Weissman explains that when an anorexic patient looks in the mirror, their self perception is instantly fused with a distorted body image. The brain is so overwhelmed by this distortion, that it cannot process the image of the “real” body. The brain becomes trapped in this optical illusion, this distorted view. In contrast, when an anorexic patient sees his or her self in a photograph, the brain first acknowledges that there is a person in the photograph, it then focuses on the physicality of the photographed person. The brain then sends the message to the patient that they are the person in the photograph.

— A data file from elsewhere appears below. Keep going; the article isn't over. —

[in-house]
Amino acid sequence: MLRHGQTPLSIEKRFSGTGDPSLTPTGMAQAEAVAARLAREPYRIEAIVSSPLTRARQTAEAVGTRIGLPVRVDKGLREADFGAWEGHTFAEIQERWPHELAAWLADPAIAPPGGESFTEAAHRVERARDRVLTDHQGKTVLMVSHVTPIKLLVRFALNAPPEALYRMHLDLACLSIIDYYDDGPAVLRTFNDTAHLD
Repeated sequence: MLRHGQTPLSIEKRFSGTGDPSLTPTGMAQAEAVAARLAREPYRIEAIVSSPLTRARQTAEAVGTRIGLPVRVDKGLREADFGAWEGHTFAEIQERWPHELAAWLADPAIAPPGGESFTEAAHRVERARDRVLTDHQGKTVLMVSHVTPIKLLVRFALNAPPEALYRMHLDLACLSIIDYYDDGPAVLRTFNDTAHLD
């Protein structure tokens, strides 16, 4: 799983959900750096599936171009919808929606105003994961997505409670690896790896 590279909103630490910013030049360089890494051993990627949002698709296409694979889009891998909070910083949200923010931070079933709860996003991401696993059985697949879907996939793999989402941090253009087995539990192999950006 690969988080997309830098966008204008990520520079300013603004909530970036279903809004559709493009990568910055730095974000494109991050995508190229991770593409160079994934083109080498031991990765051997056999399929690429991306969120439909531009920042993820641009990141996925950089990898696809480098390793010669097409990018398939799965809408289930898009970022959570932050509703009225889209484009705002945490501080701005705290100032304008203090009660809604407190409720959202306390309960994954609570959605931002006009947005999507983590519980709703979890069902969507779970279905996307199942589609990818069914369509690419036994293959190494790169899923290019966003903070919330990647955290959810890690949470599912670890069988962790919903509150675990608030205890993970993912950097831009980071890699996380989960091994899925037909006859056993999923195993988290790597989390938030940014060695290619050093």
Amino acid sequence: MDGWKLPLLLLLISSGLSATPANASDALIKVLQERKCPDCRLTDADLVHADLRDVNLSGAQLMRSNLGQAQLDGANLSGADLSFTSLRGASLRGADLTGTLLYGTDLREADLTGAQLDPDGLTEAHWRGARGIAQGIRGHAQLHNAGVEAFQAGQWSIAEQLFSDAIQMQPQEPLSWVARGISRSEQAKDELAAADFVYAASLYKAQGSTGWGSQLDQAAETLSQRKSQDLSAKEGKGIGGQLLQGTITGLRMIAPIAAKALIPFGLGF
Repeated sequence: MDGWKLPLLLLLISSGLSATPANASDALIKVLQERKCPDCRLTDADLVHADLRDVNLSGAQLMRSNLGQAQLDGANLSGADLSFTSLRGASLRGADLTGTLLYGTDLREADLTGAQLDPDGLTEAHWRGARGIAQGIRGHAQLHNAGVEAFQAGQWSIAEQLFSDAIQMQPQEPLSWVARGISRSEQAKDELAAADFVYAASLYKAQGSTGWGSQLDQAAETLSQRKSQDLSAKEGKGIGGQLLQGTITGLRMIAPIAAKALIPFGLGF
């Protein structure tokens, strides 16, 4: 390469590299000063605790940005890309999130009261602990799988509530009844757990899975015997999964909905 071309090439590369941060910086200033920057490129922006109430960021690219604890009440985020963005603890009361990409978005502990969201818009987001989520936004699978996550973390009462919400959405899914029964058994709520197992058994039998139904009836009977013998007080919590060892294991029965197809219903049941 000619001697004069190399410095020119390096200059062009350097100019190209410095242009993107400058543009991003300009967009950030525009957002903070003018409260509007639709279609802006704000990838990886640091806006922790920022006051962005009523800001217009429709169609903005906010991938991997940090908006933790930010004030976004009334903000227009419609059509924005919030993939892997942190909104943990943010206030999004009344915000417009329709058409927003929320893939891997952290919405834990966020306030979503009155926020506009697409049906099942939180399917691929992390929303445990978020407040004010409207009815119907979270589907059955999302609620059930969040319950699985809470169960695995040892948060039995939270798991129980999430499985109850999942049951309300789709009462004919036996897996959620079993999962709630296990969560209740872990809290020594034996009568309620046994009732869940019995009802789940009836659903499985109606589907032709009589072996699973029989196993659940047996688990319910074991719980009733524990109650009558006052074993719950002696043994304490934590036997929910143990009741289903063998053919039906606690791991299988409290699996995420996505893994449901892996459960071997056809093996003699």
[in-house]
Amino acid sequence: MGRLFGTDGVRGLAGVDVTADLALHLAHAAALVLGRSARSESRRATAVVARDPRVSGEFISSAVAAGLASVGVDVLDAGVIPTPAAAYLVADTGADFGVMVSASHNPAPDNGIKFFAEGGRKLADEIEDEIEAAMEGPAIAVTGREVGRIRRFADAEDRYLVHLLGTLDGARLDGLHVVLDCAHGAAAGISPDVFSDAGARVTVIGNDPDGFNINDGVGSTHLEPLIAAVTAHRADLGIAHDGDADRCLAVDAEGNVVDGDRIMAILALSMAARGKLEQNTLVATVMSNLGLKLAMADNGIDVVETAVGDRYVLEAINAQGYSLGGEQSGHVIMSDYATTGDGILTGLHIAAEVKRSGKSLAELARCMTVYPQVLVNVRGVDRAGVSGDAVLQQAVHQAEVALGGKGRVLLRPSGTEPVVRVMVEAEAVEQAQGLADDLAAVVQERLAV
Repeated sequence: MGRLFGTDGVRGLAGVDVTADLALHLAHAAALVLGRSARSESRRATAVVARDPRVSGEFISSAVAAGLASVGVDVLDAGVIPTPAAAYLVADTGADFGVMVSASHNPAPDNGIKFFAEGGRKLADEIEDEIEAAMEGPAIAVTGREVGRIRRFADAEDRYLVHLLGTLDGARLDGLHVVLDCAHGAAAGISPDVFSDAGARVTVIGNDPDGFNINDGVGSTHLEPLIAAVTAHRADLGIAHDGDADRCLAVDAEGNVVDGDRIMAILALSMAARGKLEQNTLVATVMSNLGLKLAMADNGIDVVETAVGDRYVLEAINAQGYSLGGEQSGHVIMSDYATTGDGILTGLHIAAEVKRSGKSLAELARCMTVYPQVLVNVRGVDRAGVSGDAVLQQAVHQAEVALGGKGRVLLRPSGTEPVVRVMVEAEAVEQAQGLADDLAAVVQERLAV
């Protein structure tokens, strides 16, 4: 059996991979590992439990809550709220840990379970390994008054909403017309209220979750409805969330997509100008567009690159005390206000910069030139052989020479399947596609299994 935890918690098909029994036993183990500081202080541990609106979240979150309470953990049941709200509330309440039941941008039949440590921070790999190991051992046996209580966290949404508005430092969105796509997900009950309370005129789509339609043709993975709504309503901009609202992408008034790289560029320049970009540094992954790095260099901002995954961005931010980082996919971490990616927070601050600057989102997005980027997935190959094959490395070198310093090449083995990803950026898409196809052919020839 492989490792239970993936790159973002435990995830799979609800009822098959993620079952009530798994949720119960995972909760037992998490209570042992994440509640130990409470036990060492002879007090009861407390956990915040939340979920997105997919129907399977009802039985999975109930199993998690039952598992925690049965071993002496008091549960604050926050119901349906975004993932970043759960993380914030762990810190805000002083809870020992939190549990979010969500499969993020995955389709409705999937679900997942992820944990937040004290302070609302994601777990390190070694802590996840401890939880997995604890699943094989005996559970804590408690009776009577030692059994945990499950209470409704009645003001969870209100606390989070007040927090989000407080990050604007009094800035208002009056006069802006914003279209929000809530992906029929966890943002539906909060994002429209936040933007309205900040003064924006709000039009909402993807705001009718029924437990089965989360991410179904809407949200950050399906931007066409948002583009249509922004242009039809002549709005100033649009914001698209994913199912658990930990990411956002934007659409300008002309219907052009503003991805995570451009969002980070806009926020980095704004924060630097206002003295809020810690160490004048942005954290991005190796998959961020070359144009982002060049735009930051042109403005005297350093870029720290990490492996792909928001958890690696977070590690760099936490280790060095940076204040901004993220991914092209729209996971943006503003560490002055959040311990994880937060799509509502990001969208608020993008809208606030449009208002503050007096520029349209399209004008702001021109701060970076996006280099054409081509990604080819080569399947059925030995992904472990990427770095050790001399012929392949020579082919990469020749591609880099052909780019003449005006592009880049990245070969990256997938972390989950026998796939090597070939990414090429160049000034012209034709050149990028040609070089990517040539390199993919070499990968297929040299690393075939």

Integrating iPhone Therapy into the treatment of anorexia could definitely be a powerful tool in overcoming the body dysmorphia associated with anorexia. Based upon psychotherapy techniques developed by Frieda Fromm-Reichmann in Principles of Intensive Psychotherapy I, the steps below are Weissman’s suggested approach to integrating the iPhone into treatment:

  1. Patient and therapist look at patient in the mirror. Patient describes what they see.
  2. Therapist takes a photograph of the patient with iPhone. Patient describes what s/he sees.
  3. Therapist and patient discuss the differences between the description of the patient in the mirror and the patient in the photograph.
  4. A photograph of the patient standing beside the therapist is taken. Patient describes the image of the therapist. If the patient see distortion in the therapists image, the therapist and patient develop a jointly shared description of the therapist.